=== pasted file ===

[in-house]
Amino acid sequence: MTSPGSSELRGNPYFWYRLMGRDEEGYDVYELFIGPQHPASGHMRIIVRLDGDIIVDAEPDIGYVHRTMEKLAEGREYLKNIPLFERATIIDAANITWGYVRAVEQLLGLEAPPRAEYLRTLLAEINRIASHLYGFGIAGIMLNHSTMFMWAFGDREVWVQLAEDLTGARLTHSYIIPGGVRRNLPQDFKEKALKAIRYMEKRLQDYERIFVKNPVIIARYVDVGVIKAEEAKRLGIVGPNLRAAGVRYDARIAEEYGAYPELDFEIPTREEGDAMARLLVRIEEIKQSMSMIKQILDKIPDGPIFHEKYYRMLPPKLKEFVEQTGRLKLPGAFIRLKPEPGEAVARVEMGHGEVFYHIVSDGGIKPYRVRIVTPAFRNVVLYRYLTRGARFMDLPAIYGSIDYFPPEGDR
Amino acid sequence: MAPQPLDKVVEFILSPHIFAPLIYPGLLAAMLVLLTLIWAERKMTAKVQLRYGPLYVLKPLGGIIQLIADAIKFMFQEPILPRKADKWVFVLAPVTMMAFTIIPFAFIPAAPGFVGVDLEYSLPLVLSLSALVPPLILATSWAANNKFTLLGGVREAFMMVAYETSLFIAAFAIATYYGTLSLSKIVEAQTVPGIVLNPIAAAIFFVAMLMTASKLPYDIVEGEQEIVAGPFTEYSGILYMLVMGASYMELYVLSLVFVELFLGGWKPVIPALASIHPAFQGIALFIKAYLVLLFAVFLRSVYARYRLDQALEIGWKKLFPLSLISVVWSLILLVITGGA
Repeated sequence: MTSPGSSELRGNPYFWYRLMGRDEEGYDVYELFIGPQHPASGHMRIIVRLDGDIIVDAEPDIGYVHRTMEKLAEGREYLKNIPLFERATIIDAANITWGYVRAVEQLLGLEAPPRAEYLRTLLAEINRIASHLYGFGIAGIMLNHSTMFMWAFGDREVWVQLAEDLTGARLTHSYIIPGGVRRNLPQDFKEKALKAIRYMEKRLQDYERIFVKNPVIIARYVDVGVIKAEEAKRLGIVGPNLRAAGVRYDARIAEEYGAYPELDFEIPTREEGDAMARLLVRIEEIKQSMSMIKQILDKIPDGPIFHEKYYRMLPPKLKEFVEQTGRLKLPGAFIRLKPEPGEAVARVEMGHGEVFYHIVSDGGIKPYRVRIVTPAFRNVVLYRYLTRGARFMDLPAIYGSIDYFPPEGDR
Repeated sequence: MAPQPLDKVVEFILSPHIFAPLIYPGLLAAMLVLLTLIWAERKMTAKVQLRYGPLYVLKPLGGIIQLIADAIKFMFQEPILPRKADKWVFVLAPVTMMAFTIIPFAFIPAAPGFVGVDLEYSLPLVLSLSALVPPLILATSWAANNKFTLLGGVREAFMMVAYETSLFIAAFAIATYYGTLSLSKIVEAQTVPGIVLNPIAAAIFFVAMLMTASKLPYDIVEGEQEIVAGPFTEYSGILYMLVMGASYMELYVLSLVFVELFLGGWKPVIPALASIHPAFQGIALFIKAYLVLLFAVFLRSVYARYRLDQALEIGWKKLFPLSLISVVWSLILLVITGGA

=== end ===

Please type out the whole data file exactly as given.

[in-house]
Amino acid sequence: MTSPGSSELRGNPYFWYRLMGRDEEGYDVYELFIGPQHPASGHMRIIVRLDGDIIVDAEPDIGYVHRTMEKLAEGREYLKNIPLFERATIIDAANITWGYVRAVEQLLGLEAPPRAEYLRTLLAEINRIASHLYGFGIAGIMLNHSTMFMWAFGDREVWVQLAEDLTGARLTHSYIIPGGVRRNLPQDFKEKALKAIRYMEKRLQDYERIFVKNPVIIARYVDVGVIKAEEAKRLGIVGPNLRAAGVRYDARIAEEYGAYPELDFEIPTREEGDAMARLLVRIEEIKQSMSMIKQILDKIPDGPIFHEKYYRMLPPKLKEFVEQTGRLKLPGAFIRLKPEPGEAVARVEMGHGEVFYHIVSDGGIKPYRVRIVTPAFRNVVLYRYLTRGARFMDLPAIYGSIDYFPPEGDR
Amino acid sequence: MAPQPLDKVVEFILSPHIFAPLIYPGLLAAMLVLLTLIWAERKMTAKVQLRYGPLYVLKPLGGIIQLIADAIKFMFQEPILPRKADKWVFVLAPVTMMAFTIIPFAFIPAAPGFVGVDLEYSLPLVLSLSALVPPLILATSWAANNKFTLLGGVREAFMMVAYETSLFIAAFAIATYYGTLSLSKIVEAQTVPGIVLNPIAAAIFFVAMLMTASKLPYDIVEGEQEIVAGPFTEYSGILYMLVMGASYMELYVLSLVFVELFLGGWKPVIPALASIHPAFQGIALFIKAYLVLLFAVFLRSVYARYRLDQALEIGWKKLFPLSLISVVWSLILLVITGGA
Repeated sequence: MTSPGSSELRGNPYFWYRLMGRDEEGYDVYELFIGPQHPASGHMRIIVRLDGDIIVDAEPDIGYVHRTMEKLAEGREYLKNIPLFERATIIDAANITWGYVRAVEQLLGLEAPPRAEYLRTLLAEINRIASHLYGFGIAGIMLNHSTMFMWAFGDREVWVQLAEDLTGARLTHSYIIPGGVRRNLPQDFKEKALKAIRYMEKRLQDYERIFVKNPVIIARYVDVGVIKAEEAKRLGIVGPNLRAAGVRYDARIAEEYGAYPELDFEIPTREEGDAMARLLVRIEEIKQSMSMIKQILDKIPDGPIFHEKYYRMLPPKLKEFVEQTGRLKLPGAFIRLKPEPGEAVARVEMGHGEVFYHIVSDGGIKPYRVRIVTPAFRNVVLYRYLTRGARFMDLPAIYGSIDYFPPEGDR
Repeated sequence: MAPQPLDKVVEFILSPHIFAPLIYPGLLAAMLVLLTLIWAERKMTAKVQLRYGPLYVLKPLGGIIQLIADAIKFMFQEPILPRKADKWVFVLAPVTMMAFTIIPFAFIPAAPGFVGVDLEYSLPLVLSLSALVPPLILATSWAANNKFTLLGGVREAFMMVAYETSLFIAAFAIATYYGTLSLSKIVEAQTVPGIVLNPIAAAIFFVAMLMTASKLPYDIVEGEQEIVAGPFTEYSGILYMLVMGASYMELYVLSLVFVELFLGGWKPVIPALASIHPAFQGIALFIKAYLVLLFAVFLRSVYARYRLDQALEIGWKKLFPLSLISVVWSLILLVITGGA